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Malegaon: Who's Above the Law?

Christophe Jaffrelot ( Christophe.jaffrelot@sciences-po.fr ) is Research Director at CNRS, Paris. 

A comment on the recent revelations by serving army official Prasad Purohit who has been arrested for his involvement in the Malegaon blasts of 2008. 

The recent revelations by lieutenant colonel Prasad Shrikant Purohit about the Malegaon case are making things more complicated - as most commentators have mentioned - but they also clarify the general picture.

Hindu nationalists in uniform and RSS leaders indicted

Let’s begin with the new light that has been shed on the Hindutva phenomenon. First, there is now no doubt left about the presence of Hindutva enthusiasts among the Indian army officers - as already evident from the transcripts of the Abhinav Bharat meetings I have used in a recent article1. Purohit is not apologetic about his ideological commitments. He merely argues, in an interview with Outlook magazine: “Having a particular ideology does not make me a terrorist or anti-national”. Incidentally, Purohit was not the only army man who has been investigated by the specially instituted court of inquiry of the army because of their implication in Abhinav Bharat, the group responsible for the Malegaon blast. - there were four others (another lieutenant colonel, a captain, a major and a subedar).

Second, while the role of RSS foot soldiers - including pracharaks like Sunil Joshi - in several bomb blasts have been ascertained, the implication of senior leaders has not been proved so far. In an hand written letter dated 15 Oct. 2008, Purohit emphasises the part that Indresh Kumar - a member of the Nagpur-based executive body of the Rashtriya Swayamsewak Sangh - played in connection with Abhinav Bharat people. He even mentions, referring to the Gujarat blasts of July 2008, that he was “instrumental in carrying out these actions”. These words reconfirm the confession of Swami Aseemanand2.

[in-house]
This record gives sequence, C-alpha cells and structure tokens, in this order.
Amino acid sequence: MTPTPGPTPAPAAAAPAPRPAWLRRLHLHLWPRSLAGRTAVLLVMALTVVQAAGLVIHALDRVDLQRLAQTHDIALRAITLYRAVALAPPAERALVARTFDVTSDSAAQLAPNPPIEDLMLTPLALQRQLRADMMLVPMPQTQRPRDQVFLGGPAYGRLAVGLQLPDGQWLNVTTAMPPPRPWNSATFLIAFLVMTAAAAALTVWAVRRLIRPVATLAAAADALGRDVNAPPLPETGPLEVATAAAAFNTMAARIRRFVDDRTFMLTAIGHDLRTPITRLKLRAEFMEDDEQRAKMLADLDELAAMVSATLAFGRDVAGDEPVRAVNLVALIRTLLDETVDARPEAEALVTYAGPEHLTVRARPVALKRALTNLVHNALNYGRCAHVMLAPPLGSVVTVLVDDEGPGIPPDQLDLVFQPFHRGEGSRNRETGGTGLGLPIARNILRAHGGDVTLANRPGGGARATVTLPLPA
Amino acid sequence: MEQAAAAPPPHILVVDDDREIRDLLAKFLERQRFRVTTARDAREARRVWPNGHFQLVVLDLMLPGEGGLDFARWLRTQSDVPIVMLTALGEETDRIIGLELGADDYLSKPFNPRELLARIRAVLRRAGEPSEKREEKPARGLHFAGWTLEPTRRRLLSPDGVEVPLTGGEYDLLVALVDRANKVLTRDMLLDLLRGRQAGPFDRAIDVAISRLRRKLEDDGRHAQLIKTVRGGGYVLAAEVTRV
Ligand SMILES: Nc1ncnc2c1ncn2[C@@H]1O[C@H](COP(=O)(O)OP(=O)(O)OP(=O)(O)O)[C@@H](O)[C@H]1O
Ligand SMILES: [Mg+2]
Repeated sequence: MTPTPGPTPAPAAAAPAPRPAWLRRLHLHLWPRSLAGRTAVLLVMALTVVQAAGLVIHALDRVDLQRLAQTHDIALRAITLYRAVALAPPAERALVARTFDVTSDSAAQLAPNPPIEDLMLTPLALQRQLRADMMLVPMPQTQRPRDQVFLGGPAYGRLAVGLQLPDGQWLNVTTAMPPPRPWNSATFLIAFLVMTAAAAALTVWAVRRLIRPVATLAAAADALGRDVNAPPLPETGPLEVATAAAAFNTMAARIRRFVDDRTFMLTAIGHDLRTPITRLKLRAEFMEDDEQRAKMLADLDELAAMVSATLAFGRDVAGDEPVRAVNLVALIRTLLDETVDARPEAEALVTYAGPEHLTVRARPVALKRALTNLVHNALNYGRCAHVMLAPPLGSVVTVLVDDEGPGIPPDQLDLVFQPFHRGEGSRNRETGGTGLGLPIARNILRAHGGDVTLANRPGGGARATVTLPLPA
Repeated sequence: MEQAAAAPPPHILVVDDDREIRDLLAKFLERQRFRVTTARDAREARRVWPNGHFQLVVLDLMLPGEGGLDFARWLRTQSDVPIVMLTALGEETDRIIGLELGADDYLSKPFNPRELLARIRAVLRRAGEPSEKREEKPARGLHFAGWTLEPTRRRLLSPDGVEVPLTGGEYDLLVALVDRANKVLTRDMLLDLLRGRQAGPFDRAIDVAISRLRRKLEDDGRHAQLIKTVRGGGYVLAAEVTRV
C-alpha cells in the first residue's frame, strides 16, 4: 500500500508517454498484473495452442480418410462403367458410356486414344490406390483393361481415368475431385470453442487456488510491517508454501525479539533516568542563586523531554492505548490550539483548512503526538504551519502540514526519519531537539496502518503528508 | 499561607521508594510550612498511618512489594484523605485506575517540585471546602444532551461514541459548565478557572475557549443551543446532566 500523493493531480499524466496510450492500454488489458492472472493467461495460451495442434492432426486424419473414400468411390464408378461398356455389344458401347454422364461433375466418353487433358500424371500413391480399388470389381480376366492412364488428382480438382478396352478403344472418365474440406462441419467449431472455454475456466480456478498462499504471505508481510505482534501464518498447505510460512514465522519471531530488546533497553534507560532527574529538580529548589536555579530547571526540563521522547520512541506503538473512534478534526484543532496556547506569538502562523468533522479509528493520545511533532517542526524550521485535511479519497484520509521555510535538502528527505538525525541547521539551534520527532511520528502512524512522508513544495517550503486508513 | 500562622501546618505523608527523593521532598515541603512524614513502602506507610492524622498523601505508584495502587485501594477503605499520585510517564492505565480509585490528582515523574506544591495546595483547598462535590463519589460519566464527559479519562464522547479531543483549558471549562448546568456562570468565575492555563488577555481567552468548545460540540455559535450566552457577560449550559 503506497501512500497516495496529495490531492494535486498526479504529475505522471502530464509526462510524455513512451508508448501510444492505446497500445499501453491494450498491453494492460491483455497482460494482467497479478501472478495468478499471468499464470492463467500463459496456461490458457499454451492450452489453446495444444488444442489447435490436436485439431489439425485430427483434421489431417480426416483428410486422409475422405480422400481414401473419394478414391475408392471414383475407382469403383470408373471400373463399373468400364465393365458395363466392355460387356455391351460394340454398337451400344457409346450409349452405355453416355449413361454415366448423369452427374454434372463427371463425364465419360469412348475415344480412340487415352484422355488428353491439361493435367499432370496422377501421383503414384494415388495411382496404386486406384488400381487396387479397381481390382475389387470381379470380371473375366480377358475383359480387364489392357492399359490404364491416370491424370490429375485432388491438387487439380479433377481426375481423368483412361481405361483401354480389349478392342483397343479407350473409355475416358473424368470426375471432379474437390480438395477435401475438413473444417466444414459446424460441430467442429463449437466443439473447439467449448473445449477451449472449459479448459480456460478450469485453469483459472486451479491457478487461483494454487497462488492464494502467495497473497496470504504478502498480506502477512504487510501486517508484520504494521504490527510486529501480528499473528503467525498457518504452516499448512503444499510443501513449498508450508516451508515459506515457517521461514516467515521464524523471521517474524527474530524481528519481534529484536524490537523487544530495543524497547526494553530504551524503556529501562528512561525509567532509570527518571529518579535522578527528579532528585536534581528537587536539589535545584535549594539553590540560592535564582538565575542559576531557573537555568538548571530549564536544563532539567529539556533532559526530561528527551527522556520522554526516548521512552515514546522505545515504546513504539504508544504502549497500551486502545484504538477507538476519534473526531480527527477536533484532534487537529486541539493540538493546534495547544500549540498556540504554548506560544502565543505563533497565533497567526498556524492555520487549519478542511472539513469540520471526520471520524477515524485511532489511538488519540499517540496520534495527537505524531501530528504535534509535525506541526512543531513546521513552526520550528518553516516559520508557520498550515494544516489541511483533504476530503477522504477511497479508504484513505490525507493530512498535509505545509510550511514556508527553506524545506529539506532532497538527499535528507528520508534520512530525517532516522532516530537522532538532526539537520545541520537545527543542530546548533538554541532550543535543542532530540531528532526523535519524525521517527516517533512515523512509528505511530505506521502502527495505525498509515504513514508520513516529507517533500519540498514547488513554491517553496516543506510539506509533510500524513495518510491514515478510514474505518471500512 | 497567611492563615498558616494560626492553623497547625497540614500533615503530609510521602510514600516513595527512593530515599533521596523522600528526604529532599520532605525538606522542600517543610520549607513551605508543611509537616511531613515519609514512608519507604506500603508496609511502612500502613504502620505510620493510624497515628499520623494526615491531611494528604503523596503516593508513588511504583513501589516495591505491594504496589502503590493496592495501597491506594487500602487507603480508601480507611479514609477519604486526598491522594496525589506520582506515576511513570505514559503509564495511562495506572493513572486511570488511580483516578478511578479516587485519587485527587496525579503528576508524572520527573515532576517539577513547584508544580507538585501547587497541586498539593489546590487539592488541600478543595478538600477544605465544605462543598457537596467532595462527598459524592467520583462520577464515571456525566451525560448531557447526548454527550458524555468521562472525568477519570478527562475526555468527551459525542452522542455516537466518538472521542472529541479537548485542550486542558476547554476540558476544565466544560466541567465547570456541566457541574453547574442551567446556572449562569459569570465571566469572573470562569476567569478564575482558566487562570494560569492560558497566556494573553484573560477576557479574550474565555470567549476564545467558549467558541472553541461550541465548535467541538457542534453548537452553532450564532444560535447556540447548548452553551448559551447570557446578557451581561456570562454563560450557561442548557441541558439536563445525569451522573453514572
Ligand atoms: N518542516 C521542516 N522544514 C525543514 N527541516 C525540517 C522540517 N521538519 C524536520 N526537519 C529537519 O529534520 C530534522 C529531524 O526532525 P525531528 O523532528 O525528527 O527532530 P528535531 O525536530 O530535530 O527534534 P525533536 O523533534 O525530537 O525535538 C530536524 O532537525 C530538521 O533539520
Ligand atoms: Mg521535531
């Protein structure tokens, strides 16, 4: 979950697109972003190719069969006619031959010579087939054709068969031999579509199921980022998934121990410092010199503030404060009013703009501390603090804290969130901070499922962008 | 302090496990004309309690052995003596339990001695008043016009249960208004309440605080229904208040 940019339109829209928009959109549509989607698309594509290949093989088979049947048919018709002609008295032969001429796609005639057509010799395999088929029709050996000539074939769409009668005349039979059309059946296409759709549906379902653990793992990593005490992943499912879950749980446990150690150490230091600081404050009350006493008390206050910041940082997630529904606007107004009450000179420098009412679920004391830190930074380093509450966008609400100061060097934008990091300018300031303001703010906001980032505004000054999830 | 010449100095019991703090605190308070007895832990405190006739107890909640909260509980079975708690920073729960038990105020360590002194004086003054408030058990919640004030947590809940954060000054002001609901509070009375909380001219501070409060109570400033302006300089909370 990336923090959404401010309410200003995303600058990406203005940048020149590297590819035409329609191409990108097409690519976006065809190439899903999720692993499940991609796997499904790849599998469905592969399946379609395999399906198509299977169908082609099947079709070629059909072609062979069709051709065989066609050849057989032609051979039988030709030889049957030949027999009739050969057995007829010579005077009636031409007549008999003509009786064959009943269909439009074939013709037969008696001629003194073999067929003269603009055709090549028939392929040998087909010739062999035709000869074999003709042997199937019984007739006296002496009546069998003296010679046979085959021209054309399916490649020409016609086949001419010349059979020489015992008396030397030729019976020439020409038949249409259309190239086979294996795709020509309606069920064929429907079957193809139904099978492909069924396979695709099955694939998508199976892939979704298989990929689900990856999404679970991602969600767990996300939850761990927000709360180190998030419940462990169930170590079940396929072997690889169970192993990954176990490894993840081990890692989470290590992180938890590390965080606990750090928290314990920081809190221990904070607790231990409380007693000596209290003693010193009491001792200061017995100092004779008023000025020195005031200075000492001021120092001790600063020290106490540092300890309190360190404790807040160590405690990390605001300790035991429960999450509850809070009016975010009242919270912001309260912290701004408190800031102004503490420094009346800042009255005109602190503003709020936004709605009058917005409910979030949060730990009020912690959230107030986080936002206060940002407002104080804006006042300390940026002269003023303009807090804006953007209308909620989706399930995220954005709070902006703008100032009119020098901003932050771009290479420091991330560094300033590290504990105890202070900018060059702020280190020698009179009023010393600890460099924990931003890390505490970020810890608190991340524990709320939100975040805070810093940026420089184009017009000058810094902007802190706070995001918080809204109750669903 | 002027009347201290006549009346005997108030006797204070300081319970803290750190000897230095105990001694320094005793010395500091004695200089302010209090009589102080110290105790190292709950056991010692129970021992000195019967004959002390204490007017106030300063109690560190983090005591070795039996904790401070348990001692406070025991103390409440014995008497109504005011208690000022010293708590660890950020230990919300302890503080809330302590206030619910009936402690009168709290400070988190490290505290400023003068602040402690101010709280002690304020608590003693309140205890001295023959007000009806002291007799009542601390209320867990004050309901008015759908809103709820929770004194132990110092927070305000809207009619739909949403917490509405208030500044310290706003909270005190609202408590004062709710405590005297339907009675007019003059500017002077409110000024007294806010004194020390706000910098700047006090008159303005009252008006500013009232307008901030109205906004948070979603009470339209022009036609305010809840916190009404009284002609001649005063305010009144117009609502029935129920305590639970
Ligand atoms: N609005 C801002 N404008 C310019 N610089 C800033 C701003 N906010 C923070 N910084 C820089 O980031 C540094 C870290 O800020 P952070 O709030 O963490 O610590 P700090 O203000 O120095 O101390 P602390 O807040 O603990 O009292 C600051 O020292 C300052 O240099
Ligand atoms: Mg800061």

Purohit, an infiltrator?

In contrast to these - disturbing - clarifications “L’Affaire Purohit” is becoming “murkier and murkier” to use former security official and current commentator B. Raman’s words.

In his Outlook interview, Purohit claims that he has inflitrated Abhinav Bharat as a member of the army intelligence : “I have done my job properly, have kept my bosses in the loop and everything is on paper in the army records”. Indeed, he gave the name of Sadhvi Pragya as one of the persons responsible for the Malegaon blast only one week after this event - and he wrote to no one else but major Bhagirath Dey, the Jabalpur-based intelligence officer and colonel Vinay Panchpore, the commanding officer of southern liaison unit.

Then the question is: why did the army hand him over to the Anti-Terrorism Squad - and so quickly?

Given the opacity of the whole affair, we can only speculate. But two hypothesis - at least! - can be made. First, the army preferred to let Purohit appear as an Hindutva zealot turned terrorist rather than admitting that it was collecting intelligence in a place where it was not supposed to do so - Madhya Pradesh is not Jammu and Kashmir or the North East. The military institution preferred to sacrifice Purohit if this theory is right.

Or the second hypothesis could be that Purohit, who might have been an infiltrator first (something we need to corroborate on the basis of other testimonies), had become part and parcel of Abhinav Bharat and, therefore, a turn coat like David Headley vis-a-vis the US intelligence. This theory is well in tune with Purohit’s discourses during the Abhinav Bharat meetings.

Hopefully, a proper investigation will take place and its conclusions will be made public - since nobody should be above the law in a vibrant democracy like India. But neither the clarifications we’ve just received, nor the hypothesis we can make are comforting.

1 C. Jaffrelot, “Abhinav Bharat, the Malegaon Blast and Hindu Nationalism”, Economic and Political Weekly, Sept. 4, 2010, vol. XLV n° 36, pp. 51-58.

2 C. Jaffrelot and M. Maheshwari, “Paradigm Shift by the RSS? Lessons from Aseemanand’s Confession”, Economic and Political Weekly, Feb., 5, 2011, vol XLVI, n° 6, pp. 42-46.  

 

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